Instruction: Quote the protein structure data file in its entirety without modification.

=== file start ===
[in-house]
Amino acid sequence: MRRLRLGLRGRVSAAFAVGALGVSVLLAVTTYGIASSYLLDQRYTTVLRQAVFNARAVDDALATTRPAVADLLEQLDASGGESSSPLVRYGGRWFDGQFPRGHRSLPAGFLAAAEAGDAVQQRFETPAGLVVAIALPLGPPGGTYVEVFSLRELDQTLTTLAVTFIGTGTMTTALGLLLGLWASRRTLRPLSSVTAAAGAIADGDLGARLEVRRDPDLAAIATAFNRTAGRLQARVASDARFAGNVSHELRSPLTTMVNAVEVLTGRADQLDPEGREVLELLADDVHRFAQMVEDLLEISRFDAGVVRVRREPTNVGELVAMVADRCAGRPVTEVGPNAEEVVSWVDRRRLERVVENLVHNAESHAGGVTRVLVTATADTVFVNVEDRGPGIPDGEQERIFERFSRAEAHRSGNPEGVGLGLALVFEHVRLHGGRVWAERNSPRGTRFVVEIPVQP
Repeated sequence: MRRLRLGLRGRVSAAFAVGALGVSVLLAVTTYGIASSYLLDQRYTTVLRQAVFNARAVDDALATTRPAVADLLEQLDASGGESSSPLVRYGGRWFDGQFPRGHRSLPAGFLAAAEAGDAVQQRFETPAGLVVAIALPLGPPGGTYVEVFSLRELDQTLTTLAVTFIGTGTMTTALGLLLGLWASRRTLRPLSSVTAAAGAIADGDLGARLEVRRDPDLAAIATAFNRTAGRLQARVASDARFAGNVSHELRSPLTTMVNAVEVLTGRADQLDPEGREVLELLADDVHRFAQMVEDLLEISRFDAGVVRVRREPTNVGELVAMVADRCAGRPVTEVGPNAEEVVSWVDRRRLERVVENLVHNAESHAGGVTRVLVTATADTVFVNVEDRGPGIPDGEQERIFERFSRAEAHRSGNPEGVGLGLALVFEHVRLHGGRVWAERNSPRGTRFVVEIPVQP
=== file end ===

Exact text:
[in-house]
Amino acid sequence: MRRLRLGLRGRVSAAFAVGALGVSVLLAVTTYGIASSYLLDQRYTTVLRQAVFNARAVDDALATTRPAVADLLEQLDASGGESSSPLVRYGGRWFDGQFPRGHRSLPAGFLAAAEAGDAVQQRFETPAGLVVAIALPLGPPGGTYVEVFSLRELDQTLTTLAVTFIGTGTMTTALGLLLGLWASRRTLRPLSSVTAAAGAIADGDLGARLEVRRDPDLAAIATAFNRTAGRLQARVASDARFAGNVSHELRSPLTTMVNAVEVLTGRADQLDPEGREVLELLADDVHRFAQMVEDLLEISRFDAGVVRVRREPTNVGELVAMVADRCAGRPVTEVGPNAEEVVSWVDRRRLERVVENLVHNAESHAGGVTRVLVTATADTVFVNVEDRGPGIPDGEQERIFERFSRAEAHRSGNPEGVGLGLALVFEHVRLHGGRVWAERNSPRGTRFVVEIPVQP
Repeated sequence: MRRLRLGLRGRVSAAFAVGALGVSVLLAVTTYGIASSYLLDQRYTTVLRQAVFNARAVDDALATTRPAVADLLEQLDASGGESSSPLVRYGGRWFDGQFPRGHRSLPAGFLAAAEAGDAVQQRFETPAGLVVAIALPLGPPGGTYVEVFSLRELDQTLTTLAVTFIGTGTMTTALGLLLGLWASRRTLRPLSSVTAAAGAIADGDLGARLEVRRDPDLAAIATAFNRTAGRLQARVASDARFAGNVSHELRSPLTTMVNAVEVLTGRADQLDPEGREVLELLADDVHRFAQMVEDLLEISRFDAGVVRVRREPTNVGELVAMVADRCAGRPVTEVGPNAEEVVSWVDRRRLERVVENLVHNAESHAGGVTRVLVTATADTVFVNVEDRGPGIPDGEQERIFERFSRAEAHRSGNPEGVGLGLALVFEHVRLHGGRVWAERNSPRGTRFVVEIPVQP